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Dublin: 2 °C Saturday 14 December, 2019

Ireland's answer to the Orient Express train lost almost half a million euro

However, the Belmond Grand Hibernian did not have a full operational season last year.

Image: Leon Farrell/

THE LUXURY BELMOND Grand Hibernian Irish train lost almost half a million euro in its first operating period, according to new figures.

Belmond, the same company that operates the famous Orient Express, announced in 2014 that it was planning to launch an Irish sleeper train.

The service can accommodate 40 passengers on trips around the North and Republic of Ireland. Journeys last between two and six nights.

The train ran between August and October 2016 before breaking for the winter.

It was only launched in August, so it did not have a full operational season last year.

It will have a full operational season in 2017, running from the end of April to the start of October.

A two-night trip for an adult costs about €3,000, while a six-night trip is in the region of €7,000.


Belmond operates high-end hotels, restaurant, trains and river cruise properties in almost two dozen countries.

Announcing its latest set of annual results, the company said that its Irish train had losses before exceptions of $400,000 (€380,000).

90428060_90428060 The Belmond Grand Hibernian train Source: Leon Farrell/Photocall Ireland

“Belmond Grand Hibernian, the company’s new Irish train which commenced operations in August 2016, recorded a $0.4 million EBITDA (earnings before interest, taxes, depreciation, and amortisation) loss largely as a result of seasonality,” it said.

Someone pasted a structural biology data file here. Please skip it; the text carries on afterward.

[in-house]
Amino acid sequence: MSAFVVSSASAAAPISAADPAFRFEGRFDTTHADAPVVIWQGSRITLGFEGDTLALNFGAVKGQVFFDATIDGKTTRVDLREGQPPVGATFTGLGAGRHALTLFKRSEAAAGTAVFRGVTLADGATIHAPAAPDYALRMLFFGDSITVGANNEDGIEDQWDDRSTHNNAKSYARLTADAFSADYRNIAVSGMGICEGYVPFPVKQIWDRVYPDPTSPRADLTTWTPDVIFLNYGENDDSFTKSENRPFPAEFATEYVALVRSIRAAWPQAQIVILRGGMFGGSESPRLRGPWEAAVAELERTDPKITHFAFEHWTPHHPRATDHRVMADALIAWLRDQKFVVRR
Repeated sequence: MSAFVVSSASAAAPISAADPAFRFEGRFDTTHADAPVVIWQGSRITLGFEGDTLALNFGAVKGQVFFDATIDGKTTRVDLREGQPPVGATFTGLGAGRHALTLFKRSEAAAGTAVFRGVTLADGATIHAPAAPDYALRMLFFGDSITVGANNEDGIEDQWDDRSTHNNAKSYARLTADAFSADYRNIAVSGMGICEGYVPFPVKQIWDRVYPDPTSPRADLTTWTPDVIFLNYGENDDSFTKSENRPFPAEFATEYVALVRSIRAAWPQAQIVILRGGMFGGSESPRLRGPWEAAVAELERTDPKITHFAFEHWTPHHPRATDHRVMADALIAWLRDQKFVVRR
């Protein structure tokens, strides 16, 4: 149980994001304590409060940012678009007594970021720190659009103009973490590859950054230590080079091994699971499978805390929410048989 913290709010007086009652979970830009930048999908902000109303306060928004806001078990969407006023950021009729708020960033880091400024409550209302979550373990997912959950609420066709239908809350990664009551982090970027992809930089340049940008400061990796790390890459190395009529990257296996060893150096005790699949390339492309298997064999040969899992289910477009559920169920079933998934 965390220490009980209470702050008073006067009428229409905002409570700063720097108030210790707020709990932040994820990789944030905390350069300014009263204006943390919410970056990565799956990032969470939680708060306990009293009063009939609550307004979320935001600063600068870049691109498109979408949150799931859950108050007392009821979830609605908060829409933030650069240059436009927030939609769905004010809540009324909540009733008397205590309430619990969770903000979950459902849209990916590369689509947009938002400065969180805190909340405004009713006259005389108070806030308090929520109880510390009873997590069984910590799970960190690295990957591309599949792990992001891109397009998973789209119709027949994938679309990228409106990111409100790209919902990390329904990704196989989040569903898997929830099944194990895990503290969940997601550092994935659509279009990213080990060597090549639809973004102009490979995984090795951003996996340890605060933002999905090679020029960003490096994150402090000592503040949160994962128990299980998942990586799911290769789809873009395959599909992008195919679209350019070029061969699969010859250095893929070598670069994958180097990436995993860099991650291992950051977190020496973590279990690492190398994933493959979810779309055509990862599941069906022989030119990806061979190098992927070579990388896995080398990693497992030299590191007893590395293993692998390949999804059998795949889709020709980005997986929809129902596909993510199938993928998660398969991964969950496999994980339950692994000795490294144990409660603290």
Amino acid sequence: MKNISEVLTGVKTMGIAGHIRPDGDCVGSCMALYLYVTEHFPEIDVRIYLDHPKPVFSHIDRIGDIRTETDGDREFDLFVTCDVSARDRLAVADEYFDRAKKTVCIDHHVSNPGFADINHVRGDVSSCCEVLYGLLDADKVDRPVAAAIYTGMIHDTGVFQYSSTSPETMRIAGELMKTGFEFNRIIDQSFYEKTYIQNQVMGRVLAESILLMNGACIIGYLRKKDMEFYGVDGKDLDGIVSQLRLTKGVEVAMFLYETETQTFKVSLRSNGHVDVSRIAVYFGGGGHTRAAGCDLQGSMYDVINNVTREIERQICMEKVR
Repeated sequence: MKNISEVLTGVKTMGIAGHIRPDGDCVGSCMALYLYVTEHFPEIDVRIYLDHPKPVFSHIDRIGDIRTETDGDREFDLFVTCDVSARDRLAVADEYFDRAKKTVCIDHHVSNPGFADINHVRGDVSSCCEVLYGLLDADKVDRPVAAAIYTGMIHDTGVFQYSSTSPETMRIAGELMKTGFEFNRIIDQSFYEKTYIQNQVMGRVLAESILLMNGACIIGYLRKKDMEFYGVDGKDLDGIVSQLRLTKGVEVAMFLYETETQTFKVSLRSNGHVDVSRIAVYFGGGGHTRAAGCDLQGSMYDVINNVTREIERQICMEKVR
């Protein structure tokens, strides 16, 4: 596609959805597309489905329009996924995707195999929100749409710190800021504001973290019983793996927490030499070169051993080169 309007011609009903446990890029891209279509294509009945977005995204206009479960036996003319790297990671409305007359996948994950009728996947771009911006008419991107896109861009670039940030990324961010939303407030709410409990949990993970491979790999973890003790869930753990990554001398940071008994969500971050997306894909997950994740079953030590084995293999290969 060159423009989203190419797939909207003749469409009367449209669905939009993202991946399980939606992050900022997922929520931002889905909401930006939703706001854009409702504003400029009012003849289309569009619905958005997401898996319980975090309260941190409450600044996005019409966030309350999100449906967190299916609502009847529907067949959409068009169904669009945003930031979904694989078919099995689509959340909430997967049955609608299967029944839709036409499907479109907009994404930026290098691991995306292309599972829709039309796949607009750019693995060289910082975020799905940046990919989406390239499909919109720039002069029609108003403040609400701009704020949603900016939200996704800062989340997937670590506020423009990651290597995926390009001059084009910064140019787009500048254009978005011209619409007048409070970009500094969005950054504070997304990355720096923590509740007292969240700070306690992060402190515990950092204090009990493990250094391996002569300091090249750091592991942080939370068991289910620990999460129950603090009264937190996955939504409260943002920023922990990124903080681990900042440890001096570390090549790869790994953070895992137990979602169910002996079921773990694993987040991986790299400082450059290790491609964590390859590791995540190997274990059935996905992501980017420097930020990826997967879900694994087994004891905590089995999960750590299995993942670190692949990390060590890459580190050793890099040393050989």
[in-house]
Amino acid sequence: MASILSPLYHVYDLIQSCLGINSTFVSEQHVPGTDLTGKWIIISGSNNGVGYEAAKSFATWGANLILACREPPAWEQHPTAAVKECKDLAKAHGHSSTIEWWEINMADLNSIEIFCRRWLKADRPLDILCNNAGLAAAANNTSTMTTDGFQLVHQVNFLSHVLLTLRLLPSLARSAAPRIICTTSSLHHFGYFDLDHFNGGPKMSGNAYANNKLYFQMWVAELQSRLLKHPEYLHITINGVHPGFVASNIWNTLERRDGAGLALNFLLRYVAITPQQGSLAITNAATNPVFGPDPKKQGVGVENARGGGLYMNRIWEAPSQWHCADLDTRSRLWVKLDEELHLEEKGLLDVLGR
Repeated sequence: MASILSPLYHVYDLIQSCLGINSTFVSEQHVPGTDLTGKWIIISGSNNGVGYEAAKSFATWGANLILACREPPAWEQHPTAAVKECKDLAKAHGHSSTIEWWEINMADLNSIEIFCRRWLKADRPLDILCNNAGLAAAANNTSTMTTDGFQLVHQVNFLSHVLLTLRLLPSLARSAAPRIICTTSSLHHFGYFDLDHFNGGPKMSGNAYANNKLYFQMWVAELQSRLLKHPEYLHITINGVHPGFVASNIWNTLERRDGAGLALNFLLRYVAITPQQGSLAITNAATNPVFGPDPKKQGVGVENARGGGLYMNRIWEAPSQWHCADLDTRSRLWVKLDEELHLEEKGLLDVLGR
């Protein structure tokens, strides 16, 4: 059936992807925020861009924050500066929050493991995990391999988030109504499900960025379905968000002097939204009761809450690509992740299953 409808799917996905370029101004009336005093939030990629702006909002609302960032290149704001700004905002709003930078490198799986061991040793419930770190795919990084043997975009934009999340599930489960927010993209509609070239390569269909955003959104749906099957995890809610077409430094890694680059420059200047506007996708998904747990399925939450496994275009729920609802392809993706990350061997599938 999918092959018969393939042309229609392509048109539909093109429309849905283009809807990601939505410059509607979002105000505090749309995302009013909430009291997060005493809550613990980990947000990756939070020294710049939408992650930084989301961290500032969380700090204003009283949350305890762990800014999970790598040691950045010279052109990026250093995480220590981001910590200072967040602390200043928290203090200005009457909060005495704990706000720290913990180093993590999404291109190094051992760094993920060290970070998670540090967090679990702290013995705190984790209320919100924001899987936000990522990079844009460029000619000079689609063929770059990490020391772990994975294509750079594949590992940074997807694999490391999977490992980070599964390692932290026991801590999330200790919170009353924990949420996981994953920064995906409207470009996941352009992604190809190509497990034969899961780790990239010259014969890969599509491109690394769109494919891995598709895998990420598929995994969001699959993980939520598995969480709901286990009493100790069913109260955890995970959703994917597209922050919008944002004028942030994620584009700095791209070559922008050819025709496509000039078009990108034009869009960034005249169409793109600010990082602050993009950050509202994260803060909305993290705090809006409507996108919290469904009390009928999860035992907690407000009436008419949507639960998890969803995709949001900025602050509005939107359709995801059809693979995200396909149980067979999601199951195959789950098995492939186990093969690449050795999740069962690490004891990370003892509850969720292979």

“The train concluded its 2016 operating season in mid-October for what will be its annual winter closure period. The train is expected to commence its 2017 operating season in April.”

As well as en-suite accommodation, the Belmond Grand Hibernian includes two restaurant cars and an observation bar car.


The experience is intended to function as a type of ‘land cruise’, with the train stopping at destinations around the country and allowing guests to take part in organised activities or go explore by themselves.

Three different options are on the table for two, four and six nights.

The shortest sees the train visit Belfast from Dublin before going to Waterford, while the four nighter travels from Dublin to Cork, Killarney, Galway and Westport. The six-night option is a combination of the two .

90428050_90428050 The tea rooms on board the train Source: Leon Farrell/Photocall Ireland

Those using the Grand Hibernian Irish get a 24-hour steward service and ‘traditional entertainment’ while on board, as well as visits to Irish tourist sites such as the Titanic Experience and the House of Waterford Crystal.

The Belmond Grand Hibernian’s haulage services and Dublin depot are provided by Irish Rail. The train broke down on its first weekend in service due to a technical fault.

Several of the nights for the new 2017 season are already sold out.

Written by Paul O’Donoghue and posted on

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